Gordon Korman was one of my favorite writers when I was a kid, ever since I picked up a copy of the book he wrote when he was thirteen, This Can't Be Happening at MacDonald Hall (still an awesome book). When I saw Schooled in the store, I grabbed it to see what he's been writing lately.
Well, this book was awesome. It was Awesome.
Capricorn Anderson--known as Cap--lives on a commune with his hippie grandmother. The commune used to be a real community, but that was long before Cap was born. Now it's down to just Cap and his grandmother, Rain. Then Rain breaks her hip and Cap is suddenly thrust into the real world--and middle school.
The story is simple, sweet, and in turns both hilarious and heartbreaking. Cap's utter innocence never feels forced or goofy; the way people react to him feels real. The middle schoolers make him the subject of the traditional school prank of setting up the biggest nerd in school as the eighth grade president. Everyone expects him to wilt under pressure--previous presidents have had nervous breakdowns--but Cap's so clueless that he doesn't even understand he's being pranked. And slowly, without meaning to, he turns everything around.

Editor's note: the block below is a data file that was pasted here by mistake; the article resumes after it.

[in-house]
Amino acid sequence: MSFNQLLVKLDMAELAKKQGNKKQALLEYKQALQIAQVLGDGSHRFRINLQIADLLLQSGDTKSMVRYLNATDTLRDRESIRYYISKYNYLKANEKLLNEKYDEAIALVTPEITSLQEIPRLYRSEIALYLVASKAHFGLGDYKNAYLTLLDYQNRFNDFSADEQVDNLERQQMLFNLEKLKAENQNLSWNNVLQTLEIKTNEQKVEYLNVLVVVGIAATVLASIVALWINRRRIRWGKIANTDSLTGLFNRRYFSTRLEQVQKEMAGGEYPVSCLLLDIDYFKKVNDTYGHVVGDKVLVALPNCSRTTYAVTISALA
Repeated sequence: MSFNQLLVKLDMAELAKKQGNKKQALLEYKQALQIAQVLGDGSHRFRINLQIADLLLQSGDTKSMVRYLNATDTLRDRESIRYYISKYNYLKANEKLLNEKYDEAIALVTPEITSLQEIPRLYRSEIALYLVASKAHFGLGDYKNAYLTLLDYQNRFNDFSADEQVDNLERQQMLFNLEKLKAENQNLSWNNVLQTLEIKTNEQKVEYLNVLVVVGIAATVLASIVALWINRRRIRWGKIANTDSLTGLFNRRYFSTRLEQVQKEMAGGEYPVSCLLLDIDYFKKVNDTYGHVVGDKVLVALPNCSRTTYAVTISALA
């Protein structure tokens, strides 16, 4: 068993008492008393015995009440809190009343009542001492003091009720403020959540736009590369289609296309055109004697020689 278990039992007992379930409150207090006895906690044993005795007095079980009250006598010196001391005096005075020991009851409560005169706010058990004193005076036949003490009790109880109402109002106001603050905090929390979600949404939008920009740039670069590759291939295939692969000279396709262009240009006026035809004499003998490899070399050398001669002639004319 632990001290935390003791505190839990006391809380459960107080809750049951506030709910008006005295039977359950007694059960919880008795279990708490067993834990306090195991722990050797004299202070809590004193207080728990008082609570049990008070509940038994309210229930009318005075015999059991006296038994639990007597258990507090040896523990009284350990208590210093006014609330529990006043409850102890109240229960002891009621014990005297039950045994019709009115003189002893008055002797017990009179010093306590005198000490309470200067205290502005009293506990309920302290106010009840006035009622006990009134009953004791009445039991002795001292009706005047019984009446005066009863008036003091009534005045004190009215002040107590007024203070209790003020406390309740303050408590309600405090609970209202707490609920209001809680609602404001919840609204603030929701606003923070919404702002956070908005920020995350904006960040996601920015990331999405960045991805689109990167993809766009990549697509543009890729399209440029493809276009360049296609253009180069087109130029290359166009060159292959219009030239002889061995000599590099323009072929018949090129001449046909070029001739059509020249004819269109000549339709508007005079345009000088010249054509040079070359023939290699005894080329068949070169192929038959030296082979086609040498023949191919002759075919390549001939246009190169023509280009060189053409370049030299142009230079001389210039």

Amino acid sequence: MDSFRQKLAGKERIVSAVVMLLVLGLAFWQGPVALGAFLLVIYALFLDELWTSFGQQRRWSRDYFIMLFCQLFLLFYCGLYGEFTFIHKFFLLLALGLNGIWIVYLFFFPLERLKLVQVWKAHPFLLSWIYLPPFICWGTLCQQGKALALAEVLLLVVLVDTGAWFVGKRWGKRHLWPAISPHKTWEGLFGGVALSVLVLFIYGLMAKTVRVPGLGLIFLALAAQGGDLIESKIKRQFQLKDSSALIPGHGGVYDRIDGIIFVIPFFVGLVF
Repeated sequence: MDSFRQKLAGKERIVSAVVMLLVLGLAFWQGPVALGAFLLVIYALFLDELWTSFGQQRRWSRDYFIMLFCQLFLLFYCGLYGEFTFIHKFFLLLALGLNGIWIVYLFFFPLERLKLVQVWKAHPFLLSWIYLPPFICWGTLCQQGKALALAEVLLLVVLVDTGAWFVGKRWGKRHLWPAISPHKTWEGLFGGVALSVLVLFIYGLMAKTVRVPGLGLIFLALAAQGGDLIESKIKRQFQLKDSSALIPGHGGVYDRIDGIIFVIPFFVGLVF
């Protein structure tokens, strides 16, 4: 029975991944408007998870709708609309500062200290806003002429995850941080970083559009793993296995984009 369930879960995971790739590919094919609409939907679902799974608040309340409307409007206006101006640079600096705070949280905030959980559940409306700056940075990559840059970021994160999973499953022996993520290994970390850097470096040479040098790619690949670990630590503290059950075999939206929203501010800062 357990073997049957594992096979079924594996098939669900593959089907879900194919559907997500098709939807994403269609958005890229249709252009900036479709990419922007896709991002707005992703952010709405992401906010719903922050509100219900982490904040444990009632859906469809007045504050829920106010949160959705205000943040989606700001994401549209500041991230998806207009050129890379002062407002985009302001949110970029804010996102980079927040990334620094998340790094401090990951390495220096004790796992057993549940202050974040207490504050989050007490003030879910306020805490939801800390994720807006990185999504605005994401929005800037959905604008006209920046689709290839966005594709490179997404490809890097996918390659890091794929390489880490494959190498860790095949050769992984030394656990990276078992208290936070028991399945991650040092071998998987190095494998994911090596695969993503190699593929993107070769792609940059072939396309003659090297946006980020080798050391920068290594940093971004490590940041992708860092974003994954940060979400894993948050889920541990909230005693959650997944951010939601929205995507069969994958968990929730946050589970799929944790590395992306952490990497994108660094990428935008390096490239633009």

It's a brilliant story about bullying and belonging. It also happens to be very funny, as all of Korman's books are. By the end (which was perfect), I wanted to stand up and cheer.